Today’s visitor to the St Mary’s area, with its Victorian and later streetscapes, will know that nothing remotely ancient survives above ground. Below ground level, however, the remains of Hamwic are abundant and exist for the most part as pits and wells, and traces of buildings, surviving as post-holes and slots for ground beams, cut into the natural brickearth. Anyone who has seen a Hamwic site will be familiar with the perforated landscape created as a result of the excavations. The survival of horizontal strata above natural is rare, but has been found in places consisting largely of street surfaces and building floors, which are sometimes preserved by having collapsed into the top of earlier pits. In view of the relatively ephemeral nature of the remains, excavation of Hamwic sites calls for very special skills, especially in the summer months when the brickearth can become extremely hard.

In their 1969 review Addyman and Hill commented on the virtual absence of evidence for structures in Hamwic to set beside the abundant pits, but since then the buildings have emerged, especially at the Six Dials site. In Hamwic’s largest excavation 4,000 sq.m (4784 sq. yds) were examined between 1977 and 1985. A main north-south street was found, continuing the line of St Mary’s Street, and it was crossed by two minor streets. There were also the traces of over sixty buildings. Nothing of their superstructure, of course, survived in situ, but it is clear that they employed earth-fast posts, between which the walls were probably of wicker coated with clay; roofs were presumably thatch. The principal buildings seem very uniform in size, and were probably used for both domestic occupation and craft purposes. In addition three specialist smithies were identified on the basis of abundant deposits of slag. The buildings were sited on plots of land which were probably marked out at the foundation of the settlement, although subject to some subdivision as population increased. The boundaries were usually indicated by pits which had clearly been shared by neighbours.

In contrast to contemporary villages, there must have been numerous inhabitants whose involvement in agriculture was minimal, since it is clear from the prodigious quantity of objects and debris in the pits and wells that the manufacturing of a wide range of materials, including iron, copper, bone and antler, was taking place throughout the settlement. The quality of its products suggests that Hamwic forms an important landmark in the growth of craft specialisation. Metallographic examination of the ironwork has, for example, shown that knives were consistently well made. They exhibit good steel cutting edges and sophisticated welding techniques which make them markedly superior to the knives of earlier Anglo-Saxon times.

While manufacturing formed a vital part of its economy, the principal reason for the establishment of Hamwic may have been to concentrate growing coastal and sea-going trade under royal control. International trade in northern Europe had been at a low ebb in the fifth-seventh centuries, but in the eighth century a revival is indicated by both archaeology and such written sources as the correspondence between Charlemagne and King Offa of Mercia concerning trade in querns and textiles. The goods traded at Hamwic are not known, but exports may have included cloth, wool and other surplus agricultural products from the estates of the king and aristocracy Imports may have included items such as wine and gold to cater to their taste for luxuries. That at least part of the trade was in the hands of foreign merchants is suggested by the fact that some 18 per cent of pottery sherds were imported. Pottery was not necessarily a component of trade, however, since the foreign vessels are not containers and local potters made no attempt to copy them, as one might expect if they were suffering from competition in a free market. The imported vessels were probably merchants’ personal possessions and, significantly, a higher concentration of imported sherds has been found near the waterfront, suggesting a foreigners’ quarter.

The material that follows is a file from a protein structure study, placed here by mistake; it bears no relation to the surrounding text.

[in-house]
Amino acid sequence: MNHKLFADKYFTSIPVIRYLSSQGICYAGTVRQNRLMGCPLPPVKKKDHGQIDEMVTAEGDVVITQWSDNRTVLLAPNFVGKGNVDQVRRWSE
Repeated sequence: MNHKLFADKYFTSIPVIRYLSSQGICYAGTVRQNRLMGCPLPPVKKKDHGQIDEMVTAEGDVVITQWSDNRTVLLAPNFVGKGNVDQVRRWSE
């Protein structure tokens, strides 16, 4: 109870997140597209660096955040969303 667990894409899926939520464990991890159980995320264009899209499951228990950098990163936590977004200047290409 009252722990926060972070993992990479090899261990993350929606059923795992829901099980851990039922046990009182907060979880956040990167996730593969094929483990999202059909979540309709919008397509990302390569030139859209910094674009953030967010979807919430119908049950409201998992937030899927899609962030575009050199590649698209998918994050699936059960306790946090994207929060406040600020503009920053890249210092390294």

Another feature of the finds from Hamwic, with a bearing on trade, is some 150 small silver coins known as sceattas. More eighth- and early-ninth century coins have been found as single finds in archaeological layers, as opposed to hoards, at Hamwic than on any other site of the period in Britain, and they present a unique opportunity to measure the amount and use of money in a settlement of this date. It has been calculated that the mint functioning at Hamwic, principally, perhaps, in the reign of King Cynewulf (757–86), produced over 5 million coins, forming evidence for a vast number of transactions and a highly developed money-using economy. A curious feature of the Hamwic coinage, however, is that it is virtually unknown elsewhere, which is surprising if Hamwic was part of a free-market trading network fully integrated with its hinterland. It looks as if its coins were primarily for use in the settlement itself, and they appear to be good evidence for restrictions on the inhabitants’ freedom of choice in commercial activity.

When the evidence for the street plan, the regularity of the internal land division, the buildings of standard size and the restrictions on commerce is taken together, it appears to confirm the theory that substantial control over the settlement was exercised by the royal house. While it is likely that the king had a seat in Hamwic, royalty at this time was usually peripatetic, and in any search for sites favoured by Ine and his successors we must also examine developments at Winchester 12km (7.5 miles) to the north. Within the surviving Roman walls and amongst numerous decaying Roman buildings, the seventh century saw the beginnings of new life which was to lead to Winchester becoming the principal town in Wessex, and, subsequently, capital of England itself.